Historian Natalie Marine-Street’s dissertation, "Agents wanted": sales, gender, and the making of consumer markets in America, 1830-1930, which addresses many kinds of female canvassers in addition to book agents, has been really useful in contextualizing the stakes of women in this profession during the late nineteenth century. 

The Stanford library staff, especially John Mustain, Ben Albritton, and Rebecca Wingfield, have been my go-to book people during my PhD. They are so knowledgeable, helpful, supportive, and always willing to listen when I am rambling on excitedly about books. And, of course, they know Stanford’s collections very well and know exactly where to point me for subscription book materials! Their depth of knowledge has helped hone my sense of what I’m looking for in my own collection.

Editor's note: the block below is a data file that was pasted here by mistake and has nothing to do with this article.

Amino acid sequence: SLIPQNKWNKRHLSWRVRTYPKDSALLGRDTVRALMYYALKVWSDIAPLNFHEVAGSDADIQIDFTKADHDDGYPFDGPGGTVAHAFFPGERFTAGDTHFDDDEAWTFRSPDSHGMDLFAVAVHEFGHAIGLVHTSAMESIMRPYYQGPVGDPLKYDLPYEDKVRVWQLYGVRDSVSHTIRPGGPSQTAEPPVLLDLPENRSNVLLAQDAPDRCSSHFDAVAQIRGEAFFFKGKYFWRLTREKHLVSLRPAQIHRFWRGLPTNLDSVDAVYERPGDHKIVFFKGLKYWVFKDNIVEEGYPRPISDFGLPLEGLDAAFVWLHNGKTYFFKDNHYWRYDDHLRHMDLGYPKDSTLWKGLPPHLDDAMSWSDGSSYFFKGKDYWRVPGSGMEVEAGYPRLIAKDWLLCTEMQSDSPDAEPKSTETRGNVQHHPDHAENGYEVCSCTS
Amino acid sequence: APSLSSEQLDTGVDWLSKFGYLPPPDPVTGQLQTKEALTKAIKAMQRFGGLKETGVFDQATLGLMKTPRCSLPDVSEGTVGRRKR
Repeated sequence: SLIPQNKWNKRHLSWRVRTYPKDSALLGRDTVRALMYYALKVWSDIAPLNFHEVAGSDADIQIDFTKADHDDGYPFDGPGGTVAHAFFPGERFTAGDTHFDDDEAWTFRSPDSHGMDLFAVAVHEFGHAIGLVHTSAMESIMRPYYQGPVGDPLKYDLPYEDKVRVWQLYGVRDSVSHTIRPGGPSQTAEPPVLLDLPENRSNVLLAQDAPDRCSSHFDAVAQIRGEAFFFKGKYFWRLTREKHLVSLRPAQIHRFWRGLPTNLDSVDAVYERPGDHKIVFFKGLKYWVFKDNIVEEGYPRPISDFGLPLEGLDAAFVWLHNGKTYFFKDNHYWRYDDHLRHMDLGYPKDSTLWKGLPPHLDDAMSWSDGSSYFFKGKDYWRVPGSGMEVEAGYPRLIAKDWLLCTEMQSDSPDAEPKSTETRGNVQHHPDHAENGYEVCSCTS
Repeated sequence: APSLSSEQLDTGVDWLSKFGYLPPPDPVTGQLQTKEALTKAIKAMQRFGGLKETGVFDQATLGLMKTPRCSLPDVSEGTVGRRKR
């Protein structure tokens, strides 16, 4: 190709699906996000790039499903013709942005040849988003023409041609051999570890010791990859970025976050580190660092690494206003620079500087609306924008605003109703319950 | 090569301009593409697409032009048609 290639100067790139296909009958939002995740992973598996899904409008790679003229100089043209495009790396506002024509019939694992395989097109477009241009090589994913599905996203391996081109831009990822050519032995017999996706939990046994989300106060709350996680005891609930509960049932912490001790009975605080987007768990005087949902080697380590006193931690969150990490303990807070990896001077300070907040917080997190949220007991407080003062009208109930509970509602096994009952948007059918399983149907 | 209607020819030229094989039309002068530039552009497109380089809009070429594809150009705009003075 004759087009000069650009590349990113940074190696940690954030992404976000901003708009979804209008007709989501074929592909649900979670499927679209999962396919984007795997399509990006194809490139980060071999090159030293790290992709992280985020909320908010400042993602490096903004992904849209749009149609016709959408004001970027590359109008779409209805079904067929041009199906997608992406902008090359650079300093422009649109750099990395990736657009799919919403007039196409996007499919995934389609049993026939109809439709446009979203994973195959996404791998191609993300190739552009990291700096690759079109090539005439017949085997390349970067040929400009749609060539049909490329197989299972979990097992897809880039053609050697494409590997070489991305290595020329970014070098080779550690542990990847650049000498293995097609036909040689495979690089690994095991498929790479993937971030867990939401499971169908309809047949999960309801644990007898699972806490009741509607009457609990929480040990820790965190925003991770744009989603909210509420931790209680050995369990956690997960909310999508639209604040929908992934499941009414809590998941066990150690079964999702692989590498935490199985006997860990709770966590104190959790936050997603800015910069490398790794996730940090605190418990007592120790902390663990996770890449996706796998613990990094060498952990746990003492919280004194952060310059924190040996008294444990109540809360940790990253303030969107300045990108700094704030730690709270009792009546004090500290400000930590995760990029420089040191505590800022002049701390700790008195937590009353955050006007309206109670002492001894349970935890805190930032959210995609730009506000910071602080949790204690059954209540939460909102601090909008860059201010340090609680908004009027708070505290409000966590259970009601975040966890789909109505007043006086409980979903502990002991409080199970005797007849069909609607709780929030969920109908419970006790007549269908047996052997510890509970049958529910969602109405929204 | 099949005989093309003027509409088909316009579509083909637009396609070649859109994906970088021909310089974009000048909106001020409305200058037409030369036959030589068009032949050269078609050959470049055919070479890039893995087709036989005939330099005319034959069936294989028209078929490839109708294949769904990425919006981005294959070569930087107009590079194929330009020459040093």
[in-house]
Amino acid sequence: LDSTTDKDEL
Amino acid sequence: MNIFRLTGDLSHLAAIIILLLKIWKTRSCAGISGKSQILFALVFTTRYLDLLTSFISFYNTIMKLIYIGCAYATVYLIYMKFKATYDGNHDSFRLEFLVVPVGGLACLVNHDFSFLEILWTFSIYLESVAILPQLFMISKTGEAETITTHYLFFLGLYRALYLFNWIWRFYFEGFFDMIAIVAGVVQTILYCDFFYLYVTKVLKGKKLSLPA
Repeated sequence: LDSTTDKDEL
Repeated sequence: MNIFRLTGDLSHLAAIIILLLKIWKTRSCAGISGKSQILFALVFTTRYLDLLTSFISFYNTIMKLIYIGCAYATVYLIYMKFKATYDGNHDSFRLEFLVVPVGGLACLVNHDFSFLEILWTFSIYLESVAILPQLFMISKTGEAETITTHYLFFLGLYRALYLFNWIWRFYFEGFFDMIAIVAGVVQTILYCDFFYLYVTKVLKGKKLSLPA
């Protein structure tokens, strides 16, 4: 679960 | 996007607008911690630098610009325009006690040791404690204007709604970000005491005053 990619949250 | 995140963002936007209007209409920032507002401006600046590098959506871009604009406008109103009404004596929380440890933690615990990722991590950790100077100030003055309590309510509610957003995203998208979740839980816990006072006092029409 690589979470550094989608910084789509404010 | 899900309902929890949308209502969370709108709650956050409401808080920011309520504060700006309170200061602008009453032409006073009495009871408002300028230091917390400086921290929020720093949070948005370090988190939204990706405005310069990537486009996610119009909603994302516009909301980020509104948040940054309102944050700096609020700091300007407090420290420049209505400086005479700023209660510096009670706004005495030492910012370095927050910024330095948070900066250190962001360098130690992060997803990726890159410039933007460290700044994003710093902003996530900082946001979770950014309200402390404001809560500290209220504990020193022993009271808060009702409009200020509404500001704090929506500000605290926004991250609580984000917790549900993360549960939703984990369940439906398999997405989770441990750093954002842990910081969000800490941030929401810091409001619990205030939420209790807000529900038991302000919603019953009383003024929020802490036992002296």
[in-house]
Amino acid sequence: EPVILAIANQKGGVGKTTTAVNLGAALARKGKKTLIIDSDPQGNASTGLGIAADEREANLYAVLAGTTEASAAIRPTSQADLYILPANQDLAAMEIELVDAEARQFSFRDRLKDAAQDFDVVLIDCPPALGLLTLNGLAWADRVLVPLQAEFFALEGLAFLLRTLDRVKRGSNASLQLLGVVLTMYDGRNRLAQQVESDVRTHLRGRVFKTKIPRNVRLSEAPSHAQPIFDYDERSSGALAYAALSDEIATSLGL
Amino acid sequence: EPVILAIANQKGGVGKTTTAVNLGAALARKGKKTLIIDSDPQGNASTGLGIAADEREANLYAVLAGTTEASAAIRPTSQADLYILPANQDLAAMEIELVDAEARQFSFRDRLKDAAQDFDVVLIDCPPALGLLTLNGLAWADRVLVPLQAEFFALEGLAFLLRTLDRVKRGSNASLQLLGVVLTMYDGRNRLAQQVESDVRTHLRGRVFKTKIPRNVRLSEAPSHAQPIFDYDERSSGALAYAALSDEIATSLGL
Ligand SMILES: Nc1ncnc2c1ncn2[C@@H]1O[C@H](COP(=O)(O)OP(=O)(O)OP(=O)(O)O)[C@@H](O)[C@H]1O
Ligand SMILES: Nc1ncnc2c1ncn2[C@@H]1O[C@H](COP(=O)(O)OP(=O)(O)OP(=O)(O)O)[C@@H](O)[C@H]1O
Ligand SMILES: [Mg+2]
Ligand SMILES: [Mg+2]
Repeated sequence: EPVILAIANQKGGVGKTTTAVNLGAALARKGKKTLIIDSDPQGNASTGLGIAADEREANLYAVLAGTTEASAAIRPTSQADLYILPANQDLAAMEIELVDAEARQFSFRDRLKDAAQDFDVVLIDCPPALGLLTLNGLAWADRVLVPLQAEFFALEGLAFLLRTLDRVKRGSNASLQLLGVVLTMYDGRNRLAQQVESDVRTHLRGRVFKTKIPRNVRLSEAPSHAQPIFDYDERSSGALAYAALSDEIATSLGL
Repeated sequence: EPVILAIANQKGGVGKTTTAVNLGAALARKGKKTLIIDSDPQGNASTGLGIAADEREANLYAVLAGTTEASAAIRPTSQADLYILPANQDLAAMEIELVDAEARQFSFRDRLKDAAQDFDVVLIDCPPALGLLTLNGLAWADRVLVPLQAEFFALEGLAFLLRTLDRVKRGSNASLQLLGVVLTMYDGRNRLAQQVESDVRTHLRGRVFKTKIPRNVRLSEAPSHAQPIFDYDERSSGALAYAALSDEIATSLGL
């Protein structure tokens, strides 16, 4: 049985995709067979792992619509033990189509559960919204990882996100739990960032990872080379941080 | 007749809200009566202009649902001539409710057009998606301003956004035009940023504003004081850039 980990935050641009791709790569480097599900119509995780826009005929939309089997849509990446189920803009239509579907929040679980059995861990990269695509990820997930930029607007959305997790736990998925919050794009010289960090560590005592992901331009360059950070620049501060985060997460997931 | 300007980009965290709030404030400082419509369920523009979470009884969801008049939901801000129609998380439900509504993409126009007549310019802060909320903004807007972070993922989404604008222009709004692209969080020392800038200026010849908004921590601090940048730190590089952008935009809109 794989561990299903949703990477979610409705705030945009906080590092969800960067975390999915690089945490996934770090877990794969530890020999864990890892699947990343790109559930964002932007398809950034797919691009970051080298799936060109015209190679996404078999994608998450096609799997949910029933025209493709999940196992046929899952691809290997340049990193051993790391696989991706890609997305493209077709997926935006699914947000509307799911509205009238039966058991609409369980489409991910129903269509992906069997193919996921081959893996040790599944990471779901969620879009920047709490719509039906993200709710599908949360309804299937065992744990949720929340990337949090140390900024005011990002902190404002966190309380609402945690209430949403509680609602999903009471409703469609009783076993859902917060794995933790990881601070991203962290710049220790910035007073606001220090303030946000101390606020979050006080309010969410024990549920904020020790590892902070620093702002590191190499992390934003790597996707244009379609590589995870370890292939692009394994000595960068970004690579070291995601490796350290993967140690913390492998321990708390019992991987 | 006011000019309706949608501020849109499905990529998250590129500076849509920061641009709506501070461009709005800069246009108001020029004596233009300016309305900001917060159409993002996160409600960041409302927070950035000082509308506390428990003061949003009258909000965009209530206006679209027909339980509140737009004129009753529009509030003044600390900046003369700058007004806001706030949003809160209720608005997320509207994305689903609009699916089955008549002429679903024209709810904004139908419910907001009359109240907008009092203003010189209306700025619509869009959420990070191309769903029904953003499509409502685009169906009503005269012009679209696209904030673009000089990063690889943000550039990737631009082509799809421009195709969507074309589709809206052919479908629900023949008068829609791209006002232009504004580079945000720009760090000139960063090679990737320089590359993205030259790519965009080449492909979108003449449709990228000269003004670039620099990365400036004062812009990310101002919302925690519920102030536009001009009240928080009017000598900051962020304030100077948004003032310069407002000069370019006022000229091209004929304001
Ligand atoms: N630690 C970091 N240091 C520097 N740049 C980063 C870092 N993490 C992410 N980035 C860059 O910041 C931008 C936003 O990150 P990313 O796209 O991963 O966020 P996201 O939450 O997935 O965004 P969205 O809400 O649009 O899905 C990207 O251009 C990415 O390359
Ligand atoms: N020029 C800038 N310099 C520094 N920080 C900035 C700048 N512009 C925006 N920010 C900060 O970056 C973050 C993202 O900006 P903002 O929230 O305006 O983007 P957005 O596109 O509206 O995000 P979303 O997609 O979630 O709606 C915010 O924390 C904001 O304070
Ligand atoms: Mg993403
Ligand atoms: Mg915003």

You can read Jordan's full bibliography here. A selection of her collection will be displayed virtually in conjunction with the California ABAA Virtual Book Fair (March 4-6), and can be found at She will also participate in a virtual event celebrating California's young book collectors. Register here.